Honoring Trailblazing Alumna and Educator

Conella Coulter Brown was one of the first Black students to graduate from Kansas City’s university

Conella Coulter Brown (1925-2021) was one of the first Black students to integrate the newly desegregated University of Kansas City, the precursor to the University of Missouri — Kansas City. She applied after reading in a story in the Kansas City Call that UKC had opened admission to students of color.

While Coulter Brown did not feel as if high school had prepared her for college, she persevered and in 1949 was accepted by UKC. In an interview with the UMKC Alumni Association in 2015, she reminisced about her time at the university and noted that she felt accepted by her peers and ran for secretary of the student council during her time as a student.

“I campaigned all over the university. I had a microphone and talked in the cafeteria. I talked everywhere. I was elected the Liberal Arts Treasurer by a 90% white student body."

In 1953 she was one of the first Black students to graduate from UKC, and the first person in her family to graduate from college.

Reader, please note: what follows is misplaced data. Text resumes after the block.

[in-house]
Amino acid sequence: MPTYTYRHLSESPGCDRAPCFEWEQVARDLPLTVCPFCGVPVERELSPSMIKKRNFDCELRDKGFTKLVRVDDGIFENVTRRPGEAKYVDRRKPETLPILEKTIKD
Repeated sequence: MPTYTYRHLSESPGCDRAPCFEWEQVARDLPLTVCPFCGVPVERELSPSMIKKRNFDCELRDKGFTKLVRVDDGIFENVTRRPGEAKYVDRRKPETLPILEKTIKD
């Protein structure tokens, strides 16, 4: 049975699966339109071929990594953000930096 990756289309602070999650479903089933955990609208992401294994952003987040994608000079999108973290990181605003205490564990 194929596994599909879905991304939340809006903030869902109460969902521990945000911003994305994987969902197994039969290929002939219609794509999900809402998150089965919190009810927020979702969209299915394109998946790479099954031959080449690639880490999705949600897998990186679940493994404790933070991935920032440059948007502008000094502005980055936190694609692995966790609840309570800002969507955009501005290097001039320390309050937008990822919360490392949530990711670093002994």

“I walked across that stage and received that degree, and it was a joy. I felt like I was somebody.”

Following graduation Coulter Brown applied but wasn’t hired to teach in schools in Kansas City because of her race. She moved to Cleveland, Ohio, where she had a long and successful career in education, retiring in 1980 as assistant superintendent of the Cleveland Public Schools. She was the only Black woman serving as an assistant superintendent of a major school district in Ohio at the time.

UMKC awarded Coulter Brown an UMKC Alumni Achievement Award in 1964, the same year she became an assistant principal. In 2015, UMKC Chancellor Emeritus Leo Morton recognized Brown as a trailblazer and awarded her a UMKC diploma, honoring her as “an original Roo.”

“When we talk about trailblazers and thanking those who paved the way – you are at the top of our list,” Morton said at the ceremony.

Coulter Brown returned to Kansas City after her retirement and founded the Student Aid Mentoring Ministry through the Community fellowship Church of Jesus Christ to help students of color overcome challenges.

Published: Jan 19, 2022
Posted In: Our People

Top Stories